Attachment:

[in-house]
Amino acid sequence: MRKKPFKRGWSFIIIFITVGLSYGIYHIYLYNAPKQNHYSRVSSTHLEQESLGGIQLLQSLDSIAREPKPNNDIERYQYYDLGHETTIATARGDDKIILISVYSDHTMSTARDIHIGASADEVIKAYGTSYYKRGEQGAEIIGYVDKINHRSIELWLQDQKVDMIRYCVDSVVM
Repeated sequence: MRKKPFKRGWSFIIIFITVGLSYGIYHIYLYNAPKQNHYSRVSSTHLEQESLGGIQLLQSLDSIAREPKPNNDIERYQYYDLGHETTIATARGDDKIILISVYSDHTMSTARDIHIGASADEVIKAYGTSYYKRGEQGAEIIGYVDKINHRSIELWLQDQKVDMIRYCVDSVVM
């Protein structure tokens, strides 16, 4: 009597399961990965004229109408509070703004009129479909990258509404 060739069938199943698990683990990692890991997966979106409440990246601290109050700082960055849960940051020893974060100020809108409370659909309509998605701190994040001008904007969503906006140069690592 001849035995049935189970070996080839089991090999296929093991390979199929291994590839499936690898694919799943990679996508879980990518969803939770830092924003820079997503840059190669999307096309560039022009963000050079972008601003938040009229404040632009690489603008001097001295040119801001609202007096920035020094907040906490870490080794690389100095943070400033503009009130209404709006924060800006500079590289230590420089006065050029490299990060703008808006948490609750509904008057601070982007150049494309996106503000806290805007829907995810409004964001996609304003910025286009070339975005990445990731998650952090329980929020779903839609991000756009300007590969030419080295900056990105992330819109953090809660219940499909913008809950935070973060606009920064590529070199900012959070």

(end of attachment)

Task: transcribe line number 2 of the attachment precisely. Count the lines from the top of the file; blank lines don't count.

Amino acid sequence: MRKKPFKRGWSFIIIFITVGLSYGIYHIYLYNAPKQNHYSRVSSTHLEQESLGGIQLLQSLDSIAREPKPNNDIERYQYYDLGHETTIATARGDDKIILISVYSDHTMSTARDIHIGASADEVIKAYGTSYYKRGEQGAEIIGYVDKINHRSIELWLQDQKVDMIRYCVDSVVM